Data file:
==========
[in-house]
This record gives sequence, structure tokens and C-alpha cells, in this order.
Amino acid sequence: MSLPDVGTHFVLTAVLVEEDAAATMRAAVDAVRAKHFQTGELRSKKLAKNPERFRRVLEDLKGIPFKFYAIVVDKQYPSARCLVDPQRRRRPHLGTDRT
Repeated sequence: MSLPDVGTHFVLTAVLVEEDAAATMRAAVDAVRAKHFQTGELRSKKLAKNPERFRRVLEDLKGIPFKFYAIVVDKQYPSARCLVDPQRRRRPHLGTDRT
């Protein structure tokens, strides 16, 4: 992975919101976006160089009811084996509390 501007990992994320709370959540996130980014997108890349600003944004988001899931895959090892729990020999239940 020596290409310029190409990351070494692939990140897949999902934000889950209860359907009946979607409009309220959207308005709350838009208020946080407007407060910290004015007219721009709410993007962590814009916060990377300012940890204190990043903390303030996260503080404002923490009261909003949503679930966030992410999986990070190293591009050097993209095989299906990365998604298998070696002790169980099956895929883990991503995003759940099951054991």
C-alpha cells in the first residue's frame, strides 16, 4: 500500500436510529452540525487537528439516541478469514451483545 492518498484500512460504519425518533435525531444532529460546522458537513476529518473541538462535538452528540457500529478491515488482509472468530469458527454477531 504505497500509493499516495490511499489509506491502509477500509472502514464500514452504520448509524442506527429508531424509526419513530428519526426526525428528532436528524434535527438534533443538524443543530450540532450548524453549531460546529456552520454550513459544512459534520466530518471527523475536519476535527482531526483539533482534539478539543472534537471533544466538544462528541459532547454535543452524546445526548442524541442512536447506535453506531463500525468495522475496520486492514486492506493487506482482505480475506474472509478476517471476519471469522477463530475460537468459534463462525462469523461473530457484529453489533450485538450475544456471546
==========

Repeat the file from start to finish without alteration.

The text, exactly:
[in-house]
This record gives sequence, structure tokens and C-alpha cells, in this order.
Amino acid sequence: MSLPDVGTHFVLTAVLVEEDAAATMRAAVDAVRAKHFQTGELRSKKLAKNPERFRRVLEDLKGIPFKFYAIVVDKQYPSARCLVDPQRRRRPHLGTDRT
Repeated sequence: MSLPDVGTHFVLTAVLVEEDAAATMRAAVDAVRAKHFQTGELRSKKLAKNPERFRRVLEDLKGIPFKFYAIVVDKQYPSARCLVDPQRRRRPHLGTDRT
């Protein structure tokens, strides 16, 4: 992975919101976006160089009811084996509390 501007990992994320709370959540996130980014997108890349600003944004988001899931895959090892729990020999239940 020596290409310029190409990351070494692939990140897949999902934000889950209860359907009946979607409009309220959207308005709350838009208020946080407007407060910290004015007219721009709410993007962590814009916060990377300012940890204190990043903390303030996260503080404002923490009261909003949503679930966030992410999986990070190293591009050097993209095989299906990365998604298998070696002790169980099956895929883990991503995003759940099951054991």
C-alpha cells in the first residue's frame, strides 16, 4: 500500500436510529452540525487537528439516541478469514451483545 492518498484500512460504519425518533435525531444532529460546522458537513476529518473541538462535538452528540457500529478491515488482509472468530469458527454477531 504505497500509493499516495490511499489509506491502509477500509472502514464500514452504520448509524442506527429508531424509526419513530428519526426526525428528532436528524434535527438534533443538524443543530450540532450548524453549531460546529456552520454550513459544512459534520466530518471527523475536519476535527482531526483539533482534539478539543472534537471533544466538544462528541459532547454535543452524546445526548442524541442512536447506535453506531463500525468495522475496520486492514486492506493487506482482505480475506474472509478476517471476519471469522477463530475460537468459534463462525462469523461473530457484529453489533450485538450475544456471546